Erwin Schulhoff
Birth: June 8, 1894 in Prague
Death: August 18, 1942 in Wülzbourg

Only since the turn of the 21st century has the music of Erwin Schulhoff begun to be recognized. One of many composers whose works the Nazi regime dubbed as "Entartete Musik" (degenerate music), he was essentially silenced by the brutal political and social devices of fascism in the 1930s and 1940s. Schulhoff held radical ideas, both political and musical, and was a founding member of the Dresden-based Werkstatt der Zeit (Workshop of the Time), but he is now known to be a composer of variety and invention whose works bridged the gap between the late romanticism of Reger and Scriabin and the experimental modernism of John Cage. During the thirty years of his active career he wrote sonatas, quartets, sextets, jazz piano pieces, stage music, an opera, eight symphonies, and at least one oratorio. Schulhoff's works divide roughly into four periods that manifest wildly different stylistic and ideological principles. His early works, composed after his studies at the Prague Conservatory, show a great debt to Reger, Dvorák, and Brahms, and are in a generally serious manner. Following his service in World War I, he embraced the ideas of the Second Viennese School, but soon adopted the emerging trend of Dadaism. This second period shows allegiance to these two influences, resulting in austere serial works as well as more vigorously anti-establishment works that included experimental notation systems and a sense of musical humor. By 1923 Schulhoff had entered into yet a third creative phase that was partly inspired by his exposure to American jazz. This new influence was woven into a maturing synthesis of European trends, combined with a renewed interest in the music of his native Czechoslovakia. During this time many of his works emerged in uncomplicated, almost Neo-classical sound. Schulhoff's final creative phase was precipitated by a visit to the Soviet Union in 1933, and his resulting political conversion to Stalinism. His late works communicate in plain, unpretentious ways to glorify the ideals of communism. Arrested during the German occupation of Czechoslovakia, Schulhoff was imprisoned in 1941 in the Wülzbourg concentration camp, where he died only months later of tuberculosis.

June 15
Franz Danzi
Birth: June 15, 1763 in Schwetzingen, Germany
Death: April 13, 1826 in Karlsruhe, Germany

  Franz Danzi was the third musical child of Innozenz Danzi, an Italian cellist and member of the famous Mannheim Orchestra. Franz took cello, keyboard, and singing lessons from his father and obtained a job as cellist himself at Mannheim when he was only 15. In 1778 the orchestra moved to Munich, but Franz stayed behind to become a member of the newly organized National Theater orchestra. The effort to establish a German theater meant work for talented composers, and Danzi was commissioned to write incidental music. In 1783 Danzi's father retired as cellist in the orchestra at Munich, and Franz went there to become his successor. With his previous theatrical experience, Danzi was asked to compose an opera in Munich, In the Midnight Hour, which became a great success. In 1790 Danzi married and he and his wife toured widely in Europe for several years. He would become Kapellmeister in Venice and she prima donna of the Guardasoni company. Danzi returned to Munich and in 1798 took a job managing German musical theater and church music at the court. In 1807 he was appointed Kapellmeister to the court of King Frederick II of Württemberg in Stuttgart. There he formed a close association with the young Carl Maria von Weber, who was the secretary to the King's brother. Although they were of different generations, Danzi and Weber became close personal and professional friends. Danzi championed Weber's early operas, Silvana and Abu Hassan. In 1812, after Weber fled Stuttgart to escape his father's debts, Danzi was given the additional duty teaching composition at the new Institute of Art. He concluded his career as Kapellmeister at the Baden court in Karlsruhe, continuing to promote and produce Weber's works. Danzi's operas were well known in his time and he also wrote many songs and orchestral and chamber works.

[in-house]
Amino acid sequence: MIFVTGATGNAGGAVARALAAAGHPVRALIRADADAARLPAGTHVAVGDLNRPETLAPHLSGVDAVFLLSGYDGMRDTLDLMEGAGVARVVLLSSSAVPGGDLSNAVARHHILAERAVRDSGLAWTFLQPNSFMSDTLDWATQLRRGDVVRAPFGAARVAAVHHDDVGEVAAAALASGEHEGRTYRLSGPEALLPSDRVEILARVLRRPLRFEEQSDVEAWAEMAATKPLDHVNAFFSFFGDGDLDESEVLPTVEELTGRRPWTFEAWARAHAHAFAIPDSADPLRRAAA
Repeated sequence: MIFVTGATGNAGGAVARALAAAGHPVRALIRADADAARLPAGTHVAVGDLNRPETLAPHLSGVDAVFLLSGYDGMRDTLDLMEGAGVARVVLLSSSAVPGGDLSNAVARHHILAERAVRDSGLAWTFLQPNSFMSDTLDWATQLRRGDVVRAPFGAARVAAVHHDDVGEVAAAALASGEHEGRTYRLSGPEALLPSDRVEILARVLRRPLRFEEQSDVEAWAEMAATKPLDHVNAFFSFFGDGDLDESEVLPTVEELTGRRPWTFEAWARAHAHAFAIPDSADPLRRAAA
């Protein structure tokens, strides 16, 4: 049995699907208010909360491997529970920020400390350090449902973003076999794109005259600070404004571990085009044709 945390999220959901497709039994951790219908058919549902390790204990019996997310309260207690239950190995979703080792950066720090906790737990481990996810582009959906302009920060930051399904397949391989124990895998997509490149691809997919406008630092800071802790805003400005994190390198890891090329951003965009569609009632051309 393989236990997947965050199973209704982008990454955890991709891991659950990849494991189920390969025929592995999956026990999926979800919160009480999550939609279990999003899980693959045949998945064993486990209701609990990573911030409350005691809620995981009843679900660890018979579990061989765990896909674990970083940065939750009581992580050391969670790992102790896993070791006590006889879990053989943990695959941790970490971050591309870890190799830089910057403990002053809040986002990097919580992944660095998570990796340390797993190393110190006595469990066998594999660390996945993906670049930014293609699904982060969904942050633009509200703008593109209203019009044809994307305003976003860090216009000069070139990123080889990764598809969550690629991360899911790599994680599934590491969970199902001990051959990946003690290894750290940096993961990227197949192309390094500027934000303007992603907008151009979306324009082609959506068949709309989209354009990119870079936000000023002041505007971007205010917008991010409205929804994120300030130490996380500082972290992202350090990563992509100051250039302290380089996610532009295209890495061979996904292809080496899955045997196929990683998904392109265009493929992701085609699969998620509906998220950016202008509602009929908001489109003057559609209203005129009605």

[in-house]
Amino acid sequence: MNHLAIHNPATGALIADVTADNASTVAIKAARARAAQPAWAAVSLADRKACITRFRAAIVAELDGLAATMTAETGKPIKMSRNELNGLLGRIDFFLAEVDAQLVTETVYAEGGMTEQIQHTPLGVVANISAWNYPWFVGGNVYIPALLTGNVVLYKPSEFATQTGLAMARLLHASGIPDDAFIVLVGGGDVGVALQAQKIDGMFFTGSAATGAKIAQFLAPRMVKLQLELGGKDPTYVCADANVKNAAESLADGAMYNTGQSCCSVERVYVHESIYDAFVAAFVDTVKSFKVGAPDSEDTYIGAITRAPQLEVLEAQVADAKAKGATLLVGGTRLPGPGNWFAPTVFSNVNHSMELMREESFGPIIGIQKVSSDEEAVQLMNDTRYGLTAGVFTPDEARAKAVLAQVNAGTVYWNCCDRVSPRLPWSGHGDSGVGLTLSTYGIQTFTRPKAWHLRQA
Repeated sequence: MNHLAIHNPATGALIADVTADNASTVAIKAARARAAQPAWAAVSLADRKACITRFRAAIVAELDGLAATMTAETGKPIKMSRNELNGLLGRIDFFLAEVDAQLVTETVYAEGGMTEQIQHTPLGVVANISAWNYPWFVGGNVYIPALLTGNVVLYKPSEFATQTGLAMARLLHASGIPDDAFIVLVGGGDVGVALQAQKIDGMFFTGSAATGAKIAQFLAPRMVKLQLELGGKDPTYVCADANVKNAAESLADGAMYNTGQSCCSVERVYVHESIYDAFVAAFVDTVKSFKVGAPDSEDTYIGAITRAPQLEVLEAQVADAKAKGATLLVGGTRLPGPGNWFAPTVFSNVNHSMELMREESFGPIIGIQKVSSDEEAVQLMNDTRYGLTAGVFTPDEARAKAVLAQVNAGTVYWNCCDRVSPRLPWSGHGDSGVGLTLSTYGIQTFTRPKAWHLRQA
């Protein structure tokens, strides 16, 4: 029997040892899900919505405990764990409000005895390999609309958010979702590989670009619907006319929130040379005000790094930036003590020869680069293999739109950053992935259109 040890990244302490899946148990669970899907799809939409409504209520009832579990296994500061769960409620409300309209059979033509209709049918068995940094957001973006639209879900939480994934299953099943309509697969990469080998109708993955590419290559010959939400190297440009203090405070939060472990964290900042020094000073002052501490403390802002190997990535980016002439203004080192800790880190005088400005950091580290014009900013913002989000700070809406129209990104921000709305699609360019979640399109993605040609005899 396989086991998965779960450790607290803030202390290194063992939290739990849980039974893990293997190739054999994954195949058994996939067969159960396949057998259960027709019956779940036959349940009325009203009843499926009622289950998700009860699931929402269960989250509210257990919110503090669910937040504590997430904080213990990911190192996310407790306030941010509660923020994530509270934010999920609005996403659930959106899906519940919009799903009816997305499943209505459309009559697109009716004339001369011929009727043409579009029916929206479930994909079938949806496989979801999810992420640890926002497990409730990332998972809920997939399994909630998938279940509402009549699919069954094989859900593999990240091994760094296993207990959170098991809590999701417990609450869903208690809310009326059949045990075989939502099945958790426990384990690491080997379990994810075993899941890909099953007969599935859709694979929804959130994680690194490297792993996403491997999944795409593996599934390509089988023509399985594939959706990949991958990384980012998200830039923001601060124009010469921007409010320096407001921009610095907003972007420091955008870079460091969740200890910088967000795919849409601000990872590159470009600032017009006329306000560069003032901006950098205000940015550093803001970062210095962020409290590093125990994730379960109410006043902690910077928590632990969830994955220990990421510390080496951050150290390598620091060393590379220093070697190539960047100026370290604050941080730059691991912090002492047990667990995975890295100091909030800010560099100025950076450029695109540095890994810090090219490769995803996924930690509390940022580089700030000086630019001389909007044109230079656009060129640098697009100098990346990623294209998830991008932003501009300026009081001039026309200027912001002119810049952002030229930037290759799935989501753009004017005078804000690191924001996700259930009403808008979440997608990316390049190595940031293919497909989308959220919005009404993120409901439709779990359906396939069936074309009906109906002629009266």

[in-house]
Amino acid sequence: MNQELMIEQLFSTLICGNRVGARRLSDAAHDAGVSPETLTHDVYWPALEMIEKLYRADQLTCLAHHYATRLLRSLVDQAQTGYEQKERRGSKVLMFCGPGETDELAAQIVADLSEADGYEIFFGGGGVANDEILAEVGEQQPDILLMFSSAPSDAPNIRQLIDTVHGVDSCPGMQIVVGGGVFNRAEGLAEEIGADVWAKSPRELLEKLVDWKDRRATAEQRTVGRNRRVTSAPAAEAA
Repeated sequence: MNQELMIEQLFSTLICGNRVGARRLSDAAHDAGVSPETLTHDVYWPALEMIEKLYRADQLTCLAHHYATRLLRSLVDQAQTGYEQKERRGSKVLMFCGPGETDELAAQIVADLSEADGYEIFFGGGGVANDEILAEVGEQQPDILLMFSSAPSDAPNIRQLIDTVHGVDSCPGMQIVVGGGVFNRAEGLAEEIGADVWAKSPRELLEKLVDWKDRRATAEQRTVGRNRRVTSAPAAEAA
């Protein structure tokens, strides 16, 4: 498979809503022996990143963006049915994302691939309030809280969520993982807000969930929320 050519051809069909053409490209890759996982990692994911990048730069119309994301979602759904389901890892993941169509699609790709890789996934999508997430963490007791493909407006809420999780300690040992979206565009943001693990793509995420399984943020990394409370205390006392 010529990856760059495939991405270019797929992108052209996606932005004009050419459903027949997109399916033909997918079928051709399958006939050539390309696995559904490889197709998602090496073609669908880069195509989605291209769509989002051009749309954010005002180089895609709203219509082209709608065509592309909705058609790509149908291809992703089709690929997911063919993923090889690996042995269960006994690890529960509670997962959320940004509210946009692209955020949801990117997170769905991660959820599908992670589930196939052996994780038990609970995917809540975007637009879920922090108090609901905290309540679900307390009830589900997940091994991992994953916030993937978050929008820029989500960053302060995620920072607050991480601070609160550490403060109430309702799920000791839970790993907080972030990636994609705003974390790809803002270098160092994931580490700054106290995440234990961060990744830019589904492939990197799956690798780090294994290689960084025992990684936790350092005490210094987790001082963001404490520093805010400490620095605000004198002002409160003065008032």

Edvard Grieg
Birth: June 15, 1843 in Bergen, Norway
Death: September 4, 1907 in Bergen, Norway

  The greatest Norwegian composer, Edvard Grieg left his home at age 15 to study at the Leipzig Conservatory with Ignaz Moscheles and Carl Reinecke. While in school, the composer witnessed the premiere of his first work, a String Quartet in d. Following graduation, Grieg relocated to Copenhagen to study with Niels Gade. In 1867 against his family's better judgment, Grieg married his cousin Nina Hagerup, a talented pianist, but whose vocal talents captivated the composer even more. Shortly after their wedding, the couple moved to Oslo, where Grieg supported them by teaching piano and conducting. He and his wife traveled extensively throughout Europe and it was in Denmark, the composer wrote his landmark opus, the Piano Concerto in a. The piece was received with an enthusiasm that secured the composer's reputation for the remainder of his career. Grieg admired his literary contemporaries and forged a productive partnership with Bjornstjerne Bjornson, playwright and poet. Grieg also met and befriended Henrik Ibsen. Their collaboration would prove fruitful for both, as Grieg would supply incidental music to Ibsen's Peer Gynt. As a result of the success of Peer Gynt, Grieg enjoyed tremendous celebrity and continued to travel extensively, often meeting internationally renowned composers including Tchaikovsky, Brahms, and Liszt. In addition to a State grant he was awarded in 1874, Grieg was able to earn the majority of his money from to a vigorous schedule of recital tours. In 1885, Grieg and his wife relocated once again, this time to his native Bergen, where he built their celebrated home, Troldhaugen. He and his wife summered in Norway and departed each fall for European tours that would last the remainder of the year. Grieg also conducted extensively throughout his country. Grieg was adored wherever he traveled and lived at a pace that would eventually catch up with him. Edvard Grieg died of chronic fatigue, exacerbated by to his lifelong health problems, in his hometown of Bergen.